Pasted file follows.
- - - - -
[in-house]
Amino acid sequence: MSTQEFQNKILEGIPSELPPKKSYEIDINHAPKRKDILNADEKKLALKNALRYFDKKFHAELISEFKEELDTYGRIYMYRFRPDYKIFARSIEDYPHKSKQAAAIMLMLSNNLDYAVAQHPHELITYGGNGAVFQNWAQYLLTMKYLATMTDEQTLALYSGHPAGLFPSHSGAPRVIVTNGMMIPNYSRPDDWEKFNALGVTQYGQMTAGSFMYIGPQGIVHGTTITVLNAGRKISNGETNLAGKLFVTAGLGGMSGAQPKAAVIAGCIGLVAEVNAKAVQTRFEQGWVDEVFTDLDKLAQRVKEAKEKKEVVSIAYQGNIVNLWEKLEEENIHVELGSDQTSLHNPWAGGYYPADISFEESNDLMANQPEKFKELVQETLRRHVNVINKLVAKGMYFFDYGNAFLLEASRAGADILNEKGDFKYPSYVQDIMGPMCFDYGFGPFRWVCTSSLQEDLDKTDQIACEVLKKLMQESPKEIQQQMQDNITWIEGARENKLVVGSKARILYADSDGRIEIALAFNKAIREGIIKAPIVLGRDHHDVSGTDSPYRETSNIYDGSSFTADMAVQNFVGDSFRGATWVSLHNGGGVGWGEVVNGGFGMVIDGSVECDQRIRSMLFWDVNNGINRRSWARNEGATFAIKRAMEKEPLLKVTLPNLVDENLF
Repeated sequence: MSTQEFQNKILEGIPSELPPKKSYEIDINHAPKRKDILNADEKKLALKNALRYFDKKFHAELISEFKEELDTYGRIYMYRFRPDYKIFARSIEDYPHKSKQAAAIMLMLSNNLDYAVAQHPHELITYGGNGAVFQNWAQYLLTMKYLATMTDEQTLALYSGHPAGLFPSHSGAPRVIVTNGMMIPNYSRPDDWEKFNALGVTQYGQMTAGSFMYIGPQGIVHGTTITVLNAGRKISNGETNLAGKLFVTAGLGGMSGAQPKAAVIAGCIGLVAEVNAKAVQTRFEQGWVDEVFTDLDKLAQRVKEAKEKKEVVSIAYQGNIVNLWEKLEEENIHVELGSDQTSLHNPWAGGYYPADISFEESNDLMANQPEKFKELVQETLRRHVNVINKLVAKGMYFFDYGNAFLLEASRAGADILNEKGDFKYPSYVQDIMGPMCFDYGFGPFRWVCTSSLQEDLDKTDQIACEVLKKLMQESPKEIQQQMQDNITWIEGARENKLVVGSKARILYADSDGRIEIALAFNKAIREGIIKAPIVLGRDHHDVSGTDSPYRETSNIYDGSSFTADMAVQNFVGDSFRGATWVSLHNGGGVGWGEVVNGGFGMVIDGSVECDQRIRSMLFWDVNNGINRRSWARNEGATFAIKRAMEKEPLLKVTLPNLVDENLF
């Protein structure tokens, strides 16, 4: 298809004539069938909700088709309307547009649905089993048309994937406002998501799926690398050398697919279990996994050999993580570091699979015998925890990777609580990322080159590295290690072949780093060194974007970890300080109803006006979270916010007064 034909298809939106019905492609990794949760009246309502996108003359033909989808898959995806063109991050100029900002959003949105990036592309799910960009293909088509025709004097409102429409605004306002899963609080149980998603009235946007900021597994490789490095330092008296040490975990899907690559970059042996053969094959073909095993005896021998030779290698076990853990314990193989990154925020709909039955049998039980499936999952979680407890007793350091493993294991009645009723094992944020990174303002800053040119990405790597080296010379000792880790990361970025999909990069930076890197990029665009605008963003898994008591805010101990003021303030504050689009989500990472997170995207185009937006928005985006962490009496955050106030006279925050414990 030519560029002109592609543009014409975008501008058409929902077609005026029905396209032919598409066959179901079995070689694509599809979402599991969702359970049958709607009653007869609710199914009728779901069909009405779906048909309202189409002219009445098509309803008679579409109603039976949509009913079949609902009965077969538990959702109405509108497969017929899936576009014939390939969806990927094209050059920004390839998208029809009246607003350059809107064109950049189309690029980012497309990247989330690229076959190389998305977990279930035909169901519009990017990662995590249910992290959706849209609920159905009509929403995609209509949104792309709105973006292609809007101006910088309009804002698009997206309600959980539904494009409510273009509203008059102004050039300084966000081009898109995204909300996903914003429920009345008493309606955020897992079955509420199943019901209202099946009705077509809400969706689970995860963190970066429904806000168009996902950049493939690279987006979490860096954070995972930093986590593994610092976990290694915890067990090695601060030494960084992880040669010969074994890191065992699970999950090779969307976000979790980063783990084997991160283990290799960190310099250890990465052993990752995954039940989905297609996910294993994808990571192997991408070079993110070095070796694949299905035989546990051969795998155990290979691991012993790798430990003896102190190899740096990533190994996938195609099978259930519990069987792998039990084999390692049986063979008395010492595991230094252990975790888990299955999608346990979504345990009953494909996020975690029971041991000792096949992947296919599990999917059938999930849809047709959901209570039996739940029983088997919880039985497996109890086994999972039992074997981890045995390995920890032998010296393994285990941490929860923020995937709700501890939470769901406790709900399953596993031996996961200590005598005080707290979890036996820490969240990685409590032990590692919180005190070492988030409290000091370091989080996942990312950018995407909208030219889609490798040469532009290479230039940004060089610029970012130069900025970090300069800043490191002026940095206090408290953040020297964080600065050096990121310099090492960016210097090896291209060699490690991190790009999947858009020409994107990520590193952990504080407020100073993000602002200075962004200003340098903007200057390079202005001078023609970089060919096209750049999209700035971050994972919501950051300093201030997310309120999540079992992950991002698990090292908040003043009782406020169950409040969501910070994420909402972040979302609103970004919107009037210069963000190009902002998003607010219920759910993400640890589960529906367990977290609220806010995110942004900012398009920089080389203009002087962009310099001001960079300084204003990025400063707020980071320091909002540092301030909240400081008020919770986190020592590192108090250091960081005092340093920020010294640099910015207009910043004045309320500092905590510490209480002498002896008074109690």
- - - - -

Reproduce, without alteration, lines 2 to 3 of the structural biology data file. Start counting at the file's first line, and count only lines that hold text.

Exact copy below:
Amino acid sequence: MSTQEFQNKILEGIPSELPPKKSYEIDINHAPKRKDILNADEKKLALKNALRYFDKKFHAELISEFKEELDTYGRIYMYRFRPDYKIFARSIEDYPHKSKQAAAIMLMLSNNLDYAVAQHPHELITYGGNGAVFQNWAQYLLTMKYLATMTDEQTLALYSGHPAGLFPSHSGAPRVIVTNGMMIPNYSRPDDWEKFNALGVTQYGQMTAGSFMYIGPQGIVHGTTITVLNAGRKISNGETNLAGKLFVTAGLGGMSGAQPKAAVIAGCIGLVAEVNAKAVQTRFEQGWVDEVFTDLDKLAQRVKEAKEKKEVVSIAYQGNIVNLWEKLEEENIHVELGSDQTSLHNPWAGGYYPADISFEESNDLMANQPEKFKELVQETLRRHVNVINKLVAKGMYFFDYGNAFLLEASRAGADILNEKGDFKYPSYVQDIMGPMCFDYGFGPFRWVCTSSLQEDLDKTDQIACEVLKKLMQESPKEIQQQMQDNITWIEGARENKLVVGSKARILYADSDGRIEIALAFNKAIREGIIKAPIVLGRDHHDVSGTDSPYRETSNIYDGSSFTADMAVQNFVGDSFRGATWVSLHNGGGVGWGEVVNGGFGMVIDGSVECDQRIRSMLFWDVNNGINRRSWARNEGATFAIKRAMEKEPLLKVTLPNLVDENLF
Repeated sequence: MSTQEFQNKILEGIPSELPPKKSYEIDINHAPKRKDILNADEKKLALKNALRYFDKKFHAELISEFKEELDTYGRIYMYRFRPDYKIFARSIEDYPHKSKQAAAIMLMLSNNLDYAVAQHPHELITYGGNGAVFQNWAQYLLTMKYLATMTDEQTLALYSGHPAGLFPSHSGAPRVIVTNGMMIPNYSRPDDWEKFNALGVTQYGQMTAGSFMYIGPQGIVHGTTITVLNAGRKISNGETNLAGKLFVTAGLGGMSGAQPKAAVIAGCIGLVAEVNAKAVQTRFEQGWVDEVFTDLDKLAQRVKEAKEKKEVVSIAYQGNIVNLWEKLEEENIHVELGSDQTSLHNPWAGGYYPADISFEESNDLMANQPEKFKELVQETLRRHVNVINKLVAKGMYFFDYGNAFLLEASRAGADILNEKGDFKYPSYVQDIMGPMCFDYGFGPFRWVCTSSLQEDLDKTDQIACEVLKKLMQESPKEIQQQMQDNITWIEGARENKLVVGSKARILYADSDGRIEIALAFNKAIREGIIKAPIVLGRDHHDVSGTDSPYRETSNIYDGSSFTADMAVQNFVGDSFRGATWVSLHNGGGVGWGEVVNGGFGMVIDGSVECDQRIRSMLFWDVNNGINRRSWARNEGATFAIKRAMEKEPLLKVTLPNLVDENLF